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BIG new start

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Hi guys after many years of grinding in Sydney, on Sunday we head to the northern rivers NSW to live in a place of 3 acres on a river we bought 10 years ago.
Bloody exciting & scary all at once - & I would like to throw it out there of what do we do first from your experiences ?

Kids & I will keep a journal.
I will keep you tuned
Posts: 664
Location: Australia, New South Wales. Köppen: Cfa (Humid Subtropical), USDA: 10/11
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Hey Darren,

Great, another bloody interloper from the Big Smoke coming with their latte sipping, smashed avocado on toast habits to God's Country!

Enjoy and envy ya!

I 'inherited' the family farm up that way but still have several years in Shitsville Purgatory (Sydney) before the Great Escape northward.

Firstly, hope you're out of flood reach? The whole place are floodplains and swamps!

(For our American allies, the area is very similar to the Louisiana climate and landform)

As an indication, I'm slowly putting together a property report for my place as per Permie lore:

* Orientation - sun, prevailing wind intensities and storm directions, etc
* Rainfall
* Solar access
* Contour plan
* Likely position of fowl run, water tanks, shade trellises, espalier, etc
* Soil analysis - mainly profiles, not chemical composition as that can be easily changed
* Worm farms, compost bins, shade house/nursery
* Stock animals
* The mother of all sheds
* Rehabilitation of heirloom plants
* House renovation

There's LOTS of free data available from our Federal, State and Local Government departments, Google is definitely an Australian Permies friend in that regard.

So, if I had to give you a suggestion of what to do first it's ... nothing! Just walk around and get to know the property's eccentricities, observe things, take comprehensive notes, allow for seasonal variations, make a plan, prioritise actions, then make it happen. It'll save making costly and time consuming mistakes.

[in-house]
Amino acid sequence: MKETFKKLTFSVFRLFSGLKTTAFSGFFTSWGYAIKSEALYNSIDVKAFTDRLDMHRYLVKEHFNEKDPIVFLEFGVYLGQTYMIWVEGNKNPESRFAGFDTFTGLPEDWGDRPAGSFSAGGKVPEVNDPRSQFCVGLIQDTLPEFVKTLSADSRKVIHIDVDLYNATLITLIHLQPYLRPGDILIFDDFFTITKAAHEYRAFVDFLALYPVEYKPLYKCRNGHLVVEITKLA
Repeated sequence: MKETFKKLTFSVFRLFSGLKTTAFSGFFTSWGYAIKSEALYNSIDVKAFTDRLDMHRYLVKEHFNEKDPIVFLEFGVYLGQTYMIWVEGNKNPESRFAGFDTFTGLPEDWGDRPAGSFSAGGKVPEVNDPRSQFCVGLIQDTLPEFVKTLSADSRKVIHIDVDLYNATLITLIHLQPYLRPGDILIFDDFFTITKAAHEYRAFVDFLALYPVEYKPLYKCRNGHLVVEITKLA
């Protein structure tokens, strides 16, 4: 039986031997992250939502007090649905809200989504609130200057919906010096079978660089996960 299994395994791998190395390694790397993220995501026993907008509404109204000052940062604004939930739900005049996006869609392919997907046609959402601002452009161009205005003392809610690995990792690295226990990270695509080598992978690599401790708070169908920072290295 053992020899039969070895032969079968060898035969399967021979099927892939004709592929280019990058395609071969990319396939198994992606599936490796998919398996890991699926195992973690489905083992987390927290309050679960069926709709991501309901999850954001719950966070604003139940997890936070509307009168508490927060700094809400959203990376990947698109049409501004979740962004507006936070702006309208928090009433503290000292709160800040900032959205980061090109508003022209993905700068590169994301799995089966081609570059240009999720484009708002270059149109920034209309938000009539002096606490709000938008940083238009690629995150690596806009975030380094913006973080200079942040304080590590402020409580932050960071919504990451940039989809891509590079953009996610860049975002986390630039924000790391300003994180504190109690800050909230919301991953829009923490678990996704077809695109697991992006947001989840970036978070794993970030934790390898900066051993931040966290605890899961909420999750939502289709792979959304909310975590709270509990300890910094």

For example, the first thing I've decided to do is build a very sturdy fowl run and stock it with a variety of chooks, geese, guinea fowl and turkey. They'll provide eggs, meat, manure and consume scraps - maybe even a bit of an income. The manure will kickstart the compost bins, liquid manure feed a temporary veggie garden, old fruit trees, and pasture.

Everyone has their own priorities, good luck in determining yours.

Above all, have fun!
Posts: 1304
Location: Bendigo , Australia
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Think about planting any trees or shelter belts early, rather than after you build. They grow while your think
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Posts: 3809
Location: USDA Zone 8a
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Welcome to permies and congratulations!  You might want to document your experiences in our Projects Forum:

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Location: Central Texas USA Latitude 30 Zone 8
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My advice is to plant a little vegetable garden as close to the kitchen as practical.  Here you can lavish the beds with attention and compost and quickly get some home grown food for the table.  When I moved my main food garden from an inconvenient but theoretically better for growing (better soil, more sun exposure) location, to a location right out the kitchen door, my gardening world transformed!  

This doesn't mean you can't have a bigger "main crop" garden somewhere else, just that a real kitchen garden is such a convenient joy, especially if you include a lot of flowers and herbs in it.

Willie Smits: Village Based Permaculture Approaches in Indonesia (video)
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